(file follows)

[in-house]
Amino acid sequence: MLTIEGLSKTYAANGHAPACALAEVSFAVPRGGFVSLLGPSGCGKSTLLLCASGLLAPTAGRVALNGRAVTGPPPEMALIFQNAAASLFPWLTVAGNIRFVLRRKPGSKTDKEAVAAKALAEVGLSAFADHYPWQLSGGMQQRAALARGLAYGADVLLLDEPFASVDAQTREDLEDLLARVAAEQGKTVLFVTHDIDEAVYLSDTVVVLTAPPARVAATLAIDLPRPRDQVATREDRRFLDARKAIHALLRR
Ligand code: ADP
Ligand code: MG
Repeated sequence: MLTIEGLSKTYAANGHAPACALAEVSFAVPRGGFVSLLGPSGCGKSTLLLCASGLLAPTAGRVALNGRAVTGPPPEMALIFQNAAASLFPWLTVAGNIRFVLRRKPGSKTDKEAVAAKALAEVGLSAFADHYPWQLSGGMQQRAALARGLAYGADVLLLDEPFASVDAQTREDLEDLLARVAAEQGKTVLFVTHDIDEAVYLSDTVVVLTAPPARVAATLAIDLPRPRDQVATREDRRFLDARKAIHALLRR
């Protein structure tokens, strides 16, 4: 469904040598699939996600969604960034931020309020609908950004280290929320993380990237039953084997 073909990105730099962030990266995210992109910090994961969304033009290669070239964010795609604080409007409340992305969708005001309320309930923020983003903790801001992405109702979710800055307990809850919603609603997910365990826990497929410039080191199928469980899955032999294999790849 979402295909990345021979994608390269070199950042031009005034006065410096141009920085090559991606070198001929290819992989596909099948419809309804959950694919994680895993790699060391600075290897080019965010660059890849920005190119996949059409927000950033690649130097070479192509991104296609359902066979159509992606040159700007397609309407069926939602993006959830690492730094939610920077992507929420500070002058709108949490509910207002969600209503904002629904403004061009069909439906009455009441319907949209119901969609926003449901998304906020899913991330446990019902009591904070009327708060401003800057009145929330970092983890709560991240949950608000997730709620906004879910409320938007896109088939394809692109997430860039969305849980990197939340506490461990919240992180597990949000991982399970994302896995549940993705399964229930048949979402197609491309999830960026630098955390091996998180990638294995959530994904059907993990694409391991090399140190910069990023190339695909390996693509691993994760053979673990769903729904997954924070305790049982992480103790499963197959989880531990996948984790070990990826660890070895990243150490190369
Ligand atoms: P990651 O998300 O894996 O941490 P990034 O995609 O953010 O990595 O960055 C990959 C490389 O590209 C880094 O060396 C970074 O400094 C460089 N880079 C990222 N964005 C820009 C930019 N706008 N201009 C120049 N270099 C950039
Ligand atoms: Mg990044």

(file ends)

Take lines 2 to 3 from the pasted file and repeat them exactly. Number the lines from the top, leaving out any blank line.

Amino acid sequence: MLTIEGLSKTYAANGHAPACALAEVSFAVPRGGFVSLLGPSGCGKSTLLLCASGLLAPTAGRVALNGRAVTGPPPEMALIFQNAAASLFPWLTVAGNIRFVLRRKPGSKTDKEAVAAKALAEVGLSAFADHYPWQLSGGMQQRAALARGLAYGADVLLLDEPFASVDAQTREDLEDLLARVAAEQGKTVLFVTHDIDEAVYLSDTVVVLTAPPARVAATLAIDLPRPRDQVATREDRRFLDARKAIHALLRR
Ligand code: ADP